Today’s topic

Where is Swedish Diversity & Inclusion heading in Swedish companies?

The speakers on stage at Alva's Swedish Diversity & Inclusion Event, Dec. 2021

All three of our panelists had one thing in common: at one point in their lives they were newcomers to Sweden. They all uniquely understand how difficult the Swedish job market can be for immigrants, particularly regarding advancing past the CV-screening stage of the hiring process. 

"It's striking how difficult it is to make an impression if you don't get a chance at the first interview," Sam said. 

Employer Branding: How to attract more diverse candidates 

Hira has done extensive research on the uphill climb that immigrants face in the job market, and those numbers formed the basis of the discussion. The situation isn't much better for non-ethnic Swedes born in Sweden either. But how can Swedish companies improve the climate for immigrants? Aida noted that it comes down to Change Management and asking yourself these questions at the start.

  • Where do we stand right now? 
  • What can we start? 
  • How should our Employer Branding, Recruitment, Onboarding and Talent Retention be aligned? 

That's the macro-organizational perspective. When asked what she would advise the individual HR Manager, Aida cautioned against seeking out quick fixes. 

"Represent the (diverse) people working with you and present them on websites and social media," Aida said. "Any small step that you take towards having a more diverse and inclusive workplace, communicate it outside, even if it fails. That shows you started the journey."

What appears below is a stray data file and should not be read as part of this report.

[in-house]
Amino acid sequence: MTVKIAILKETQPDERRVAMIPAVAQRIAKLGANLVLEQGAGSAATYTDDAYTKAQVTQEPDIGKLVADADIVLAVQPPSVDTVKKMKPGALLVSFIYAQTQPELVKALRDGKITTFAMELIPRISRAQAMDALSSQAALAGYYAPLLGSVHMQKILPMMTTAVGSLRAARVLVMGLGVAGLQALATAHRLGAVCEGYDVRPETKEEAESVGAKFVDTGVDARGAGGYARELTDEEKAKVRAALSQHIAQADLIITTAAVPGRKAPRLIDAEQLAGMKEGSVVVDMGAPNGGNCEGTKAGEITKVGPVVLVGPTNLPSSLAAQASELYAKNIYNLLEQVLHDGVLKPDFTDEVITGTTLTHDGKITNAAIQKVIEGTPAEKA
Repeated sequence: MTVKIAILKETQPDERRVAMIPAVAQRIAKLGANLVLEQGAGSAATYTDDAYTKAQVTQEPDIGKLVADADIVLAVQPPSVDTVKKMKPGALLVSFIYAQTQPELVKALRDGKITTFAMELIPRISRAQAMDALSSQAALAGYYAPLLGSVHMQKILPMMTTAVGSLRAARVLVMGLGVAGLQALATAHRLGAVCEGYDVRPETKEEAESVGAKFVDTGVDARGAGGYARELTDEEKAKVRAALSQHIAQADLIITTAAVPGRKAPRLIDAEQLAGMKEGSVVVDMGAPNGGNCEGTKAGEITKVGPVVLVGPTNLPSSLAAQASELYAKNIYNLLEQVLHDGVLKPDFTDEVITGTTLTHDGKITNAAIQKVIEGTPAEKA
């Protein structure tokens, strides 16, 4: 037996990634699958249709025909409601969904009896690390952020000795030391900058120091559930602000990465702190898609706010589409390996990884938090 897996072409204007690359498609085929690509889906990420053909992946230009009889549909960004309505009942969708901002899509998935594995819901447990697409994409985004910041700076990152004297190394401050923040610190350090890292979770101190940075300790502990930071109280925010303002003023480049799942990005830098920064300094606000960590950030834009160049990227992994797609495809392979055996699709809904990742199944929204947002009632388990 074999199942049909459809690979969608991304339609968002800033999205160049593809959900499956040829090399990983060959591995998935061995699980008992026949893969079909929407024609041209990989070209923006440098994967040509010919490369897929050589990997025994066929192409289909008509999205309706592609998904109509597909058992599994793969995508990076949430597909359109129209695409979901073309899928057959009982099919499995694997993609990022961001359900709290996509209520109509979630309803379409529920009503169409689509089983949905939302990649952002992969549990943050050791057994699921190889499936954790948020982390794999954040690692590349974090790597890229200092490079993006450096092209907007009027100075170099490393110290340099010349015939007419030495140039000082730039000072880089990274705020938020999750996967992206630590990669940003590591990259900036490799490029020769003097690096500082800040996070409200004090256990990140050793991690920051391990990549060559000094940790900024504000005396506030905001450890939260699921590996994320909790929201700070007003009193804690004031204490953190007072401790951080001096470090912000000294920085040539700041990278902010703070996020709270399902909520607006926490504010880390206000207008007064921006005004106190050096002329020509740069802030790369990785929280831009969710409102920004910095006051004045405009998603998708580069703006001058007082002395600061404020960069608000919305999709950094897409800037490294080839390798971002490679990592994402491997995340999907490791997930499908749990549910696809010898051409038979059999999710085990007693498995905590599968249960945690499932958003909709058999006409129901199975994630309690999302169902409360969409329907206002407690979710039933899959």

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Resist, however, the urge towards tokenism and reducing an employee to their background. That's why Sam advised the audience to take the commercial aspect out of Employer Branding, and look beyond factors like gender, age, or skin color. Changing cultures comes down to making all people feel welcome in their working environment. 

Don't overlook the Inclusion aspect of your D&I program

"That feeling of belonging needs to be there in order to take advantage of the diversity that exists," Hira said. 

She urged Stockholm's HR and TA community to go beyond the metrics, and look at how companies include their diverse talent in the greater workforce. That requires education and company-messaging campaigns, with the aim of breaking down biases. 

Sam said this is why he likes using Alva at key stages of SEB's hiring processes, to see how the candidate will fit with other members of the existing team. It's about highlighting how different personalities work together, encouraging diversity of thought, and allowing leaders to better approach inclusion for both the individual and the team.

"You realize as a leader that (a certain candidate) might need a bit more effort to feel included," Sam said. 

When building inclusive programs, take the long-term approach. That means workshops and training on topics like constructive feedback, but also zooming out and looking at how inclusion plays a role across the Employee Life Cycle. What's your policy for when talent is onboarded? How is it with Exit Interviews, and what feedback can lead to even better company policies? 

"What tools can we give the employees to have them understand what inclusive behaviors can be?" Hira said. "And what processes can we have in our everyday life? How can we make sure that people actually feel heard?" 

KPIs should drive your company's recruitment and Swedish diversity policy

It's a cliché, but you can't improve what you can't measure, right? So it's critical to set targets for increasing diversity across ethnic, gender, and ages. The trick for HR Managers and TA Specialists is making the process fair for all applicants. In the broader scope of an unbiased recruitment process, that means giving an opportunity to everyone and then picking the best person based on their skills.